Python Language List Comprehensions with Nested Loops


Example

List Comprehensions can use nested for loops. You can code any number of nested for loops within a list comprehension, and each for loop may have an optional associated if test. When doing so, the order of the for constructs is the same order as when writing a series of nested for statements. The general structure of list comprehensions looks like this:

[ expression for target1 in iterable1 [if condition1]
             for target2 in iterable2 [if condition2]...
             for targetN in iterableN [if conditionN] ]

For example, the following code flattening a list of lists using multiple for statements:

data = [[1, 2], [3, 4], [5, 6]]
output = []
for each_list in data:
    for element in each_list:
        output.append(element)
print(output)
# Out: [1, 2, 3, 4, 5, 6]

can be equivalently written as a list comprehension with multiple for constructs:

data = [[1, 2], [3, 4], [5, 6]]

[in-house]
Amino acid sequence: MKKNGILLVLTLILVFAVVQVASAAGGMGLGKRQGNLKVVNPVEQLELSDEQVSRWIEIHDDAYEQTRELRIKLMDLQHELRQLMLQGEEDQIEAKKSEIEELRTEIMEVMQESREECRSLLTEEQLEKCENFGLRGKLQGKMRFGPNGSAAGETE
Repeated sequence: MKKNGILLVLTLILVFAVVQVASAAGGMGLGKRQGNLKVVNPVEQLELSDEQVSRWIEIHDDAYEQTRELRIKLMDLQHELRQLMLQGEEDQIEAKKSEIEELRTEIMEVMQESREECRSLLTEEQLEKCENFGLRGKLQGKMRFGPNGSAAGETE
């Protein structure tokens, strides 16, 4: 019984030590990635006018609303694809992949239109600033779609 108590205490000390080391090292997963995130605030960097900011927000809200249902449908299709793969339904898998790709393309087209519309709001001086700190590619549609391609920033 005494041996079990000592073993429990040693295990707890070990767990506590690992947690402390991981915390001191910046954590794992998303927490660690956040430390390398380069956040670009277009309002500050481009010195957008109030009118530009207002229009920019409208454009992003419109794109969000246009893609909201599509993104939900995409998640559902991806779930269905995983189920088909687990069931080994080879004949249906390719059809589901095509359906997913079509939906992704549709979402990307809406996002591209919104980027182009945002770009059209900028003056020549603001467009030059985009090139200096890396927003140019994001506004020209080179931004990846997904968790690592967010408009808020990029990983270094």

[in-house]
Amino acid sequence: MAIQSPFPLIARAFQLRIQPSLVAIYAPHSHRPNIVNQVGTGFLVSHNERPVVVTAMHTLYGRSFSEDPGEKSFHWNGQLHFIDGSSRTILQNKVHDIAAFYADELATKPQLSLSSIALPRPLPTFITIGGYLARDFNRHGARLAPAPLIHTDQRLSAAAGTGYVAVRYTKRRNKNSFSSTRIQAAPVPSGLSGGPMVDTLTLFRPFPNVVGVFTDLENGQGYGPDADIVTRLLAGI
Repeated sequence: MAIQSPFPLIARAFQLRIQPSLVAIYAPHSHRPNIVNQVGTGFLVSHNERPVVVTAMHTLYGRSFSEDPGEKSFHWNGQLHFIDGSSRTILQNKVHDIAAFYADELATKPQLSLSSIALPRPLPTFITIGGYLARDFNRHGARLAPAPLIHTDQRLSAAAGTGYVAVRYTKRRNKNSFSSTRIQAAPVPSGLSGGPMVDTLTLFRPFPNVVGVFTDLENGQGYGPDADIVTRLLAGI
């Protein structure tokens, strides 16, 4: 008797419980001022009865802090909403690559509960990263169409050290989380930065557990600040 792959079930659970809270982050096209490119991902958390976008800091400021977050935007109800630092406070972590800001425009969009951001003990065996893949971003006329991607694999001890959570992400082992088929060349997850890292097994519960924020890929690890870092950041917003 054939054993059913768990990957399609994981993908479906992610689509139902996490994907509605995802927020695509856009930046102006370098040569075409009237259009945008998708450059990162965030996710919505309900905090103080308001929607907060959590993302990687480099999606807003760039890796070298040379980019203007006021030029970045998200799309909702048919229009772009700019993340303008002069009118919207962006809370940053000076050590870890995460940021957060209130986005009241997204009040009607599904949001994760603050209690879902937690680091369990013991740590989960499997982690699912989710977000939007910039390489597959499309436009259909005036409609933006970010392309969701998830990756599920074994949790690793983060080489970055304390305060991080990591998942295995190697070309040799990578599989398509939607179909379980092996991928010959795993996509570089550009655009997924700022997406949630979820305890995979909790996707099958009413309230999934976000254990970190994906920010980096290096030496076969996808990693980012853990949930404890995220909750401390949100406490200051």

output = [element for each_list in data for element in each_list]
print(output)
# Out: [1, 2, 3, 4, 5, 6]

Live Demo

In both the expanded form and the list comprehension, the outer loop (first for statement) comes first.


In addition to being more compact, the nested comprehension is also significantly faster.

In [1]: data = [[1,2],[3,4],[5,6]]
In [2]: def f():
   ...:     output=[]
   ...:     for each_list in data:
   ...:         for element in each_list:
   ...:             output.append(element)
   ...:     return output
In [3]: timeit f()
1000000 loops, best of 3: 1.37 µs per loop
In [4]: timeit [inner for outer in data for inner in outer]
1000000 loops, best of 3: 632 ns per loop

The overhead for the function call above is about 140ns.


Inline ifs are nested similarly, and may occur in any position after the first for:

data = [[1], [2, 3], [4, 5]]
output = [element for each_list in data
                if len(each_list) == 2
                for element in each_list
                if element != 5]
print(output)
# Out: [2, 3, 4]

Live Demo

For the sake of readability, however, you should consider using traditional for-loops. This is especially true when nesting is more than 2 levels deep, and/or the logic of the comprehension is too complex. multiple nested loop list comprehension could be error prone or it gives unexpected result.